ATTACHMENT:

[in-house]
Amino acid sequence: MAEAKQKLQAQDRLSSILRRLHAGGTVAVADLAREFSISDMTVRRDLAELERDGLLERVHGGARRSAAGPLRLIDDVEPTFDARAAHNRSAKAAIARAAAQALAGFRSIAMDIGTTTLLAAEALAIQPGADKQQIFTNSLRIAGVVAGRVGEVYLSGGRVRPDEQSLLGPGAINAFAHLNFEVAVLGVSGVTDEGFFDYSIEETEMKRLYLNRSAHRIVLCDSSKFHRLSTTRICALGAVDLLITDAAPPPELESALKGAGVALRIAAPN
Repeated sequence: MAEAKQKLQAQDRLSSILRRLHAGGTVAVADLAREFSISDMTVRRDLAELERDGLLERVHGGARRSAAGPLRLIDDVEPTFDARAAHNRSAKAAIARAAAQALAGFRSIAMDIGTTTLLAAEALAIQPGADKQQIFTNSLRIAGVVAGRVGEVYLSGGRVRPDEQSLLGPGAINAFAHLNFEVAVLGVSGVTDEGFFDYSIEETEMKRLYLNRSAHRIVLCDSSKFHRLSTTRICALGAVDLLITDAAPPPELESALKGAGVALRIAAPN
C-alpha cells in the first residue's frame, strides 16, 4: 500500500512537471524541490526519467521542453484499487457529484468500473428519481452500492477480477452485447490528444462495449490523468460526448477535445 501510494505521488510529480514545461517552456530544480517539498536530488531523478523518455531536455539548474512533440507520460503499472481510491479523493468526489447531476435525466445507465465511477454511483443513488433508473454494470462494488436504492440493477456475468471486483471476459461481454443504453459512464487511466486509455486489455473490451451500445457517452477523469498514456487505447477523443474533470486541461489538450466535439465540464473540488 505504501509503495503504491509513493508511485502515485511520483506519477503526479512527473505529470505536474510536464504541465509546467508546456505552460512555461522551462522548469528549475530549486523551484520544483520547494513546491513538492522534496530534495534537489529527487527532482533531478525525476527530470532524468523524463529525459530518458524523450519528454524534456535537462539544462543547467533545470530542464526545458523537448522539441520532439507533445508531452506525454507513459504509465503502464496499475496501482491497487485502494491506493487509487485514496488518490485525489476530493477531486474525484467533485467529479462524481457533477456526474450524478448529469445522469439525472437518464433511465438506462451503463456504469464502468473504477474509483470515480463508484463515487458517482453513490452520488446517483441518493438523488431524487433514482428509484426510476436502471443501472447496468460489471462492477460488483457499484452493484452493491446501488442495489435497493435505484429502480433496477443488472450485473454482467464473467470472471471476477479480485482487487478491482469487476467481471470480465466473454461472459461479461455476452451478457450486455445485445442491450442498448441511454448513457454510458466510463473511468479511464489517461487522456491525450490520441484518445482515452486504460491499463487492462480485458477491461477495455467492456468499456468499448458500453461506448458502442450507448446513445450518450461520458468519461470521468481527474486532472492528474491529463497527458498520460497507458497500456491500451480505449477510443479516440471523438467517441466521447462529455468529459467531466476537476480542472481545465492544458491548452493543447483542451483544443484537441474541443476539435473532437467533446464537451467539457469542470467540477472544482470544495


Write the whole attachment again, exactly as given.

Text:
[in-house]
Amino acid sequence: MAEAKQKLQAQDRLSSILRRLHAGGTVAVADLAREFSISDMTVRRDLAELERDGLLERVHGGARRSAAGPLRLIDDVEPTFDARAAHNRSAKAAIARAAAQALAGFRSIAMDIGTTTLLAAEALAIQPGADKQQIFTNSLRIAGVVAGRVGEVYLSGGRVRPDEQSLLGPGAINAFAHLNFEVAVLGVSGVTDEGFFDYSIEETEMKRLYLNRSAHRIVLCDSSKFHRLSTTRICALGAVDLLITDAAPPPELESALKGAGVALRIAAPN
Repeated sequence: MAEAKQKLQAQDRLSSILRRLHAGGTVAVADLAREFSISDMTVRRDLAELERDGLLERVHGGARRSAAGPLRLIDDVEPTFDARAAHNRSAKAAIARAAAQALAGFRSIAMDIGTTTLLAAEALAIQPGADKQQIFTNSLRIAGVVAGRVGEVYLSGGRVRPDEQSLLGPGAINAFAHLNFEVAVLGVSGVTDEGFFDYSIEETEMKRLYLNRSAHRIVLCDSSKFHRLSTTRICALGAVDLLITDAAPPPELESALKGAGVALRIAAPN
C-alpha cells in the first residue's frame, strides 16, 4: 500500500512537471524541490526519467521542453484499487457529484468500473428519481452500492477480477452485447490528444462495449490523468460526448477535445 501510494505521488510529480514545461517552456530544480517539498536530488531523478523518455531536455539548474512533440507520460503499472481510491479523493468526489447531476435525466445507465465511477454511483443513488433508473454494470462494488436504492440493477456475468471486483471476459461481454443504453459512464487511466486509455486489455473490451451500445457517452477523469498514456487505447477523443474533470486541461489538450466535439465540464473540488 505504501509503495503504491509513493508511485502515485511520483506519477503526479512527473505529470505536474510536464504541465509546467508546456505552460512555461522551462522548469528549475530549486523551484520544483520547494513546491513538492522534496530534495534537489529527487527532482533531478525525476527530470532524468523524463529525459530518458524523450519528454524534456535537462539544462543547467533545470530542464526545458523537448522539441520532439507533445508531452506525454507513459504509465503502464496499475496501482491497487485502494491506493487509487485514496488518490485525489476530493477531486474525484467533485467529479462524481457533477456526474450524478448529469445522469439525472437518464433511465438506462451503463456504469464502468473504477474509483470515480463508484463515487458517482453513490452520488446517483441518493438523488431524487433514482428509484426510476436502471443501472447496468460489471462492477460488483457499484452493484452493491446501488442495489435497493435505484429502480433496477443488472450485473454482467464473467470472471471476477479480485482487487478491482469487476467481471470480465466473454461472459461479461455476452451478457450486455445485445442491450442498448441511454448513457454510458466510463473511468479511464489517461487522456491525450490520441484518445482515452486504460491499463487492462480485458477491461477495455467492456468499456468499448458500453461506448458502442450507448446513445450518450461520458468519461470521468481527474486532472492528474491529463497527458498520460497507458497500456491500451480505449477510443479516440471523438467517441466521447462529455468529459467531466476537476480542472481545465492544458491548452493543447483542451483544443484537441474541443476539435473532437467533446464537451467539457469542470467540477472544482470544495